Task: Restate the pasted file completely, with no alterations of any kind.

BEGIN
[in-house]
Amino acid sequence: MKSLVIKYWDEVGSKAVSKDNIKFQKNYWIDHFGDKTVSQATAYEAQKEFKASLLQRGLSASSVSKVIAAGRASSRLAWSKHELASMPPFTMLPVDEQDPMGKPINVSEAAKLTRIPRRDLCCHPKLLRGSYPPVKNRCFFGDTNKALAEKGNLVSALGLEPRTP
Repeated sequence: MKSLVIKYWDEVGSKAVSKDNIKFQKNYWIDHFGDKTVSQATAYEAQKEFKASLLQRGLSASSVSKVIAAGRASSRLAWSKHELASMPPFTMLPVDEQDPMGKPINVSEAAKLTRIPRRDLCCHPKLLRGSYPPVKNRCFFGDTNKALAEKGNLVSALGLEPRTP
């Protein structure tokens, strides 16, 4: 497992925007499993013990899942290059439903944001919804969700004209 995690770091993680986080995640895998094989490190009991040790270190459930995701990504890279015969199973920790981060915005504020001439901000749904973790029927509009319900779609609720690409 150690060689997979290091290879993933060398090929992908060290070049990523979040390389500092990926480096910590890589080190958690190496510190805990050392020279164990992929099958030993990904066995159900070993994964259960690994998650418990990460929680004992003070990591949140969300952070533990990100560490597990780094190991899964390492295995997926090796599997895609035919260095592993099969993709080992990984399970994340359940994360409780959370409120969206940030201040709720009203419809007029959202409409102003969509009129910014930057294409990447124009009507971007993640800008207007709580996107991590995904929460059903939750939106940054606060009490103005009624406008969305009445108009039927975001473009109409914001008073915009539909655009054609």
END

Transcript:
[in-house]
Amino acid sequence: MKSLVIKYWDEVGSKAVSKDNIKFQKNYWIDHFGDKTVSQATAYEAQKEFKASLLQRGLSASSVSKVIAAGRASSRLAWSKHELASMPPFTMLPVDEQDPMGKPINVSEAAKLTRIPRRDLCCHPKLLRGSYPPVKNRCFFGDTNKALAEKGNLVSALGLEPRTP
Repeated sequence: MKSLVIKYWDEVGSKAVSKDNIKFQKNYWIDHFGDKTVSQATAYEAQKEFKASLLQRGLSASSVSKVIAAGRASSRLAWSKHELASMPPFTMLPVDEQDPMGKPINVSEAAKLTRIPRRDLCCHPKLLRGSYPPVKNRCFFGDTNKALAEKGNLVSALGLEPRTP
């Protein structure tokens, strides 16, 4: 497992925007499993013990899942290059439903944001919804969700004209 995690770091993680986080995640895998094989490190009991040790270190459930995701990504890279015969199973920790981060915005504020001439901000749904973790029927509009319900779609609720690409 150690060689997979290091290879993933060398090929992908060290070049990523979040390389500092990926480096910590890589080190958690190496510190805990050392020279164990992929099958030993990904066995159900070993994964259960690994998650418990990460929680004992003070990591949140969300952070533990990100560490597990780094190991899964390492295995997926090796599997895609035919260095592993099969993709080992990984399970994340359940994360409780959370409120969206940030201040709720009203419809007029959202409409102003969509009129910014930057294409990447124009009507971007993640800008207007709580996107991590995904929460059903939750939106940054606060009490103005009624406008969305009445108009039927975001473009109409914001008073915009539909655009054609």